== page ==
I leave work and walk a mile to the station, spend an hour on the world's most uncomfortable train to Bradford to see A Room With A Stew - the latest gig for edgy, acclaimed comedian Stewart Lee.
One second in and I'm already winning compared to two years ago when my plan to see him in York was scuppered by a flat car battery.
To paraphrase Starship, 'Nothing was gonna stop me now'. And it didn't.
A few years ago, following the launch of series one of BBC series Comedy Vehicle, we had a phone chat about his work, why he doesn't do panel games and his 20 plus years in the business.
I've realised that comedians like Lee who can spend that long resisting the lure of regular TV jobs are either a rare breed or idiots.
But Lee is clearly no fool.
His cult success with Richard Herring on mid 1990s series Fist of Fun remains one of my favourite shows of the era from one of the happiest times of my life. The fact it's rarely repeated on terrestrial TV is a crying shame.
When Lee and Herring just "stopped" doing their thing, Stew spent a time in the comedy wilderness before Jerry Springer The Opera thrust him back into the mainstream. Suddenly he was being taken seriously by the arts crowd, and the controversy surrounding the BBC's screening of said smash only added fuel to his engine.
But what of his latest show you may wonder?
Well it's a work in progress, a two hour tryout of new material, courting controversy by trying to poke fun at religious phobics by seeming to side with them and turning the tables.
It's a good routine, but not brief.
Like Ken Dodd, whose epic gigs have become the stuff of legend, there is a feeling of Stockholm syndrome as punters settle in for the duration and go with Lee on a ride.
If he were an app, Lee would be a cross between Google Earth and an electron microscope, zooming in from the theatre to tell a gag, then analysing it at a molecular level, addressing if the gag works and why the audience in certain parts of the theatre reacts to it.
Some of it works, some doesn't, but Lee knows the power of that slow drip process of comedy attrition, wearing down the preconceptions of some, and exhausting every last drop of comedy potential from a set up, whether it's urination or buying cheap Union Jacks.
Remember those frying pan gags in Bottom when Rik would smash Ade in the face for so long it would be funny, boring and then hilarious? The same here, only on a verbal level.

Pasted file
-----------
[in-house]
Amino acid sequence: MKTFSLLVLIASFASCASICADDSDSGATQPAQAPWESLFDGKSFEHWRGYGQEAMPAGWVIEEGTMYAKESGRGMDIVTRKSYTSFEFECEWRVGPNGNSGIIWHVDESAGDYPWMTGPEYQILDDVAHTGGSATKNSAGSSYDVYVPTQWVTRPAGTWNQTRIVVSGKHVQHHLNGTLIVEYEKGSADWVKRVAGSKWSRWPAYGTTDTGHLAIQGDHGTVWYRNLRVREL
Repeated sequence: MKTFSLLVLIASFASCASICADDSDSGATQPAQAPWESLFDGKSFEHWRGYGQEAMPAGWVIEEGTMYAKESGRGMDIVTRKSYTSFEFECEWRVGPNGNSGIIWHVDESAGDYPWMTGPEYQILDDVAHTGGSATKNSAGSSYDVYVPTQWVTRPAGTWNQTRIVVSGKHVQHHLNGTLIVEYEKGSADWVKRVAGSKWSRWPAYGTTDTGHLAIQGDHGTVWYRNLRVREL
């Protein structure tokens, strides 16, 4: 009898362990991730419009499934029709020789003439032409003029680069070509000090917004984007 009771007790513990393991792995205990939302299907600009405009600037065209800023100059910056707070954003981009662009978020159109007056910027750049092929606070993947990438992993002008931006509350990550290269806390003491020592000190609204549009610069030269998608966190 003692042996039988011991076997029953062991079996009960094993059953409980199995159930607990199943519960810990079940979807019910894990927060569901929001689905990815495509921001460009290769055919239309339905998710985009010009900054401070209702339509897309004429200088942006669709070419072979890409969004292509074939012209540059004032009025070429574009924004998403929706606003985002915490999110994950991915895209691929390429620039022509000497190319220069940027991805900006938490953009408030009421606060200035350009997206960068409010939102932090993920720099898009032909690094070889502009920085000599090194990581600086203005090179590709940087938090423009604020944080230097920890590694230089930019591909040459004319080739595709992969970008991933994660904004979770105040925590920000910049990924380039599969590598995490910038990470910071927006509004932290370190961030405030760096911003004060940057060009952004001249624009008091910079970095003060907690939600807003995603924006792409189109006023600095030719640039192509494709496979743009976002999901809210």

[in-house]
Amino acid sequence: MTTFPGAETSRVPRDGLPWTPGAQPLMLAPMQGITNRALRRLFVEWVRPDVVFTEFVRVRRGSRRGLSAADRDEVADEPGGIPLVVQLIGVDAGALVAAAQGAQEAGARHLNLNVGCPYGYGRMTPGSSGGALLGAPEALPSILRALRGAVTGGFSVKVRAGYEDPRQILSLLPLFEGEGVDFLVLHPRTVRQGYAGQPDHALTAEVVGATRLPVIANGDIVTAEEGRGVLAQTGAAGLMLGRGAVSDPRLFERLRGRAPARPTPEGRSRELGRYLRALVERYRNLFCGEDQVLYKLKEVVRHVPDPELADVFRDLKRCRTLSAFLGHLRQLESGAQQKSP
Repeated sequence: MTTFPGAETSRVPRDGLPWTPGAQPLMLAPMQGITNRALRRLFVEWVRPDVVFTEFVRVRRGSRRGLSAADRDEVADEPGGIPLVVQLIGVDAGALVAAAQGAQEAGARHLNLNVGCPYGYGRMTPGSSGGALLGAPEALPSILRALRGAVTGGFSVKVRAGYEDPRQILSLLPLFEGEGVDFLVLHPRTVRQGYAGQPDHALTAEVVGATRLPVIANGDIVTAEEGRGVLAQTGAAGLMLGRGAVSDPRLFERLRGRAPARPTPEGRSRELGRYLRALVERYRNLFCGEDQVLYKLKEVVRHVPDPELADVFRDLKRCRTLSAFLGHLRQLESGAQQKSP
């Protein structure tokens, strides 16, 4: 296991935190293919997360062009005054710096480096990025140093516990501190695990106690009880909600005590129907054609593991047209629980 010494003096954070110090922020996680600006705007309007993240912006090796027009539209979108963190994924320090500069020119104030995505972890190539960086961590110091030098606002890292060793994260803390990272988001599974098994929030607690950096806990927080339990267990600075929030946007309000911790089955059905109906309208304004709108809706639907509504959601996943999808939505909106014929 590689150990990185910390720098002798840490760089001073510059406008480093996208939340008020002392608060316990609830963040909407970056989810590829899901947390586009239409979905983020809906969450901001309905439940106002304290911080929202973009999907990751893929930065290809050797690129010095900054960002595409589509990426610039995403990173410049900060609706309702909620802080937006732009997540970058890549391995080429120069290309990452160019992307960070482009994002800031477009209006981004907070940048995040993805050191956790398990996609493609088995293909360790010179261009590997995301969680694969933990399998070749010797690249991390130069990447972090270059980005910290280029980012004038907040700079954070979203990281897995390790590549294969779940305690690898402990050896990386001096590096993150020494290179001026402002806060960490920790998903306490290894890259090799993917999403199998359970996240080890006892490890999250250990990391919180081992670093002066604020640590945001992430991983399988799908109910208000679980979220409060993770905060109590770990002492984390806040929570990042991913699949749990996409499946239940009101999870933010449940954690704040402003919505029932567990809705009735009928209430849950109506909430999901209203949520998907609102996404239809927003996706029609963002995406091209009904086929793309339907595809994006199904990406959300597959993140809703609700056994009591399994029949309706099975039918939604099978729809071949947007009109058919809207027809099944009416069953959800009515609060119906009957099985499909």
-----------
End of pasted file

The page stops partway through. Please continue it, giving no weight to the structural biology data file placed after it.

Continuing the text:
In the first half Lee was remarkably calm given the amount of latecomers interrupting his set, or punters nipping out to the loo like they were at a nightclub.
(Frankie Boyle's gig in York a few years ago had a draconian approach to such matters, and while the atmosphere was oppressive, given this alternative he had a valid point).
So in spite of the late arrivals, Lee delivered an often hilarious routine which was worth the trip (a mile walking back to the wife's car in the rain didn't dampen our spirits too much).
Okay, it wasn't as polished or full on as recent gigs by Lee Mack or Dara O Briain, but that's not Stewart Lee's style. They drive clever comedy vehicles with closed bonnets. Lee's has a transparent hood where you can see the engine ticking over, and he'll quite happily point out why some rib-tickling pistons fire better than others.
It's often a bold, ballsy approach to comedy, but a welcome change.
So, 90 wind swept, rain-lashed miles to witness something of a comedy curio. You may never see him on Mock or Cats, but Lee is as rare a talent as Eighties comedy turn Ted Chippington, the man who inspired him.
Stewart Lee's latest comedy vehicle may not take the most direct route to his punchlines, but there's a lot to be said for ignoring the humour sat nav and seeing where the road takes you.
There may be a few cul de sacs along the way, but never a dead end.